The press isn't scandalized by this particular intransigence. It isn't a favorite topic on the Sunday shows whether the influence of AFL-CIO President Richard Trumka, who opposes all meaningful spending cuts, will be broken in the Democratic Party. No one is outraged that the left is mustering a lobbying campaign to keep President Barack Obama from giving anything on entitlements in the talks over the fiscal cliff.
But whenever a Republican says he won't abide by Grover's pledge, the media act like a choir of angels celebrating another saved soul. So far, it's only the usual suspects in the party, although House Speaker John Boehner has signaled a willingness to raise more revenue if the president will cut entitlement spending. What makes this time different than prior budget showdowns is that Republicans can remain technically compliant with the pledge by doing nothing, and taxes would still go up on everyone automatically at the end of the year.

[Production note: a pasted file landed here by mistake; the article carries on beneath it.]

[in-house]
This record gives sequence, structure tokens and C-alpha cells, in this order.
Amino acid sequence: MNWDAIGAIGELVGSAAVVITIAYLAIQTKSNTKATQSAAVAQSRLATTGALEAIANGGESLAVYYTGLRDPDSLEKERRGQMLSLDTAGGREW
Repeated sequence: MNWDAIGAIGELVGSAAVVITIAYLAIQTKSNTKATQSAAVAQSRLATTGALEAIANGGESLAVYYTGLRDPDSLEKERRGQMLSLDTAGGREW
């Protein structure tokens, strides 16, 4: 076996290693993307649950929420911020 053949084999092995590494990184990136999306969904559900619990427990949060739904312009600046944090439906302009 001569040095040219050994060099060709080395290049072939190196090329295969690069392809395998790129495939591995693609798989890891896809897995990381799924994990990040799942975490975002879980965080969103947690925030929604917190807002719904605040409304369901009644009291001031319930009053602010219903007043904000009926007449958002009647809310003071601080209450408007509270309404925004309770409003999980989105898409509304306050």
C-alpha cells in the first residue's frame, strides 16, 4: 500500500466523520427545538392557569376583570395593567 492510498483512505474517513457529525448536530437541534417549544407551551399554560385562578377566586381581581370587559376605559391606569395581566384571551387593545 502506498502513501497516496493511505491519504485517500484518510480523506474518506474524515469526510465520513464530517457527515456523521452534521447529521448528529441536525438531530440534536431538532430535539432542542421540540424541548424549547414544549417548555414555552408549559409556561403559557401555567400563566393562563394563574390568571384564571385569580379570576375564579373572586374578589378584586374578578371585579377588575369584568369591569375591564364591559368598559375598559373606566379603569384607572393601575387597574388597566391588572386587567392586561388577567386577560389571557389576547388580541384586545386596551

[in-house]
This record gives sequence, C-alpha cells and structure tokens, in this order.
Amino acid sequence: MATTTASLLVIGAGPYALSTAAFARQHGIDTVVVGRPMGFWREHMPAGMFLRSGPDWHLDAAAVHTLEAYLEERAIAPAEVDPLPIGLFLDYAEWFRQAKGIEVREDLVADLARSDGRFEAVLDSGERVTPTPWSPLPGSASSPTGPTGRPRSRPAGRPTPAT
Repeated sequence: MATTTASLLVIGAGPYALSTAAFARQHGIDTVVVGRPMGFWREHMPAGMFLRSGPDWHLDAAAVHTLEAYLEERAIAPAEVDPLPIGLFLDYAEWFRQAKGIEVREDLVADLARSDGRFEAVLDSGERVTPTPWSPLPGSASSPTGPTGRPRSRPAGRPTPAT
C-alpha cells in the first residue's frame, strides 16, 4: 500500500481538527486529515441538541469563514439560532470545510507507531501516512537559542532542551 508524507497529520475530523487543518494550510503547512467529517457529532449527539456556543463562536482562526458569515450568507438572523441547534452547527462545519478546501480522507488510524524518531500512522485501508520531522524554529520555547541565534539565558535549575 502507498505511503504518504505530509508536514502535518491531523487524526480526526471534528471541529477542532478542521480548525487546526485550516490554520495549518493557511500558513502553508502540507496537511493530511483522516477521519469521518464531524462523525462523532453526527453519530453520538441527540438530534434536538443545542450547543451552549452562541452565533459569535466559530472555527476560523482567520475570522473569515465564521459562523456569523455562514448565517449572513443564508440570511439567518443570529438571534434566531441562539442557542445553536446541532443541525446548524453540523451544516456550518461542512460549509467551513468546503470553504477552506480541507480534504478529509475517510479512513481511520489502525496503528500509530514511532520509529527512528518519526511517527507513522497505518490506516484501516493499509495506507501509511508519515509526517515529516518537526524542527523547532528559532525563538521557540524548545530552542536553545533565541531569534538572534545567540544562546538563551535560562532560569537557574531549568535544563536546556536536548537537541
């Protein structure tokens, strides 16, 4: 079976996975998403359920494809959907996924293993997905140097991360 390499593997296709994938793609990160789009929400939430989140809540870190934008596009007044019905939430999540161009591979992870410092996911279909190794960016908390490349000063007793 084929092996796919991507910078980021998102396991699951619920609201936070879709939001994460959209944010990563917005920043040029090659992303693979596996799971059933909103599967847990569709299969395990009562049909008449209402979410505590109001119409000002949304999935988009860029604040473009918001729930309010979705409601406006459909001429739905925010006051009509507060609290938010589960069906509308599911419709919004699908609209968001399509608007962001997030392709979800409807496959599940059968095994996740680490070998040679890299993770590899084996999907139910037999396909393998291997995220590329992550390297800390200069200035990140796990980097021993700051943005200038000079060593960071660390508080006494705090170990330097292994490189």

A deal, then, could make sense, depending on the parameters. As the cliff approaches, all the pressure within Washington and within the media will be for Republicans simply to cave to the president. Grover will make it as painful as possible for them to do it, and should wear the resulting elite obloquy as a badge of honor.
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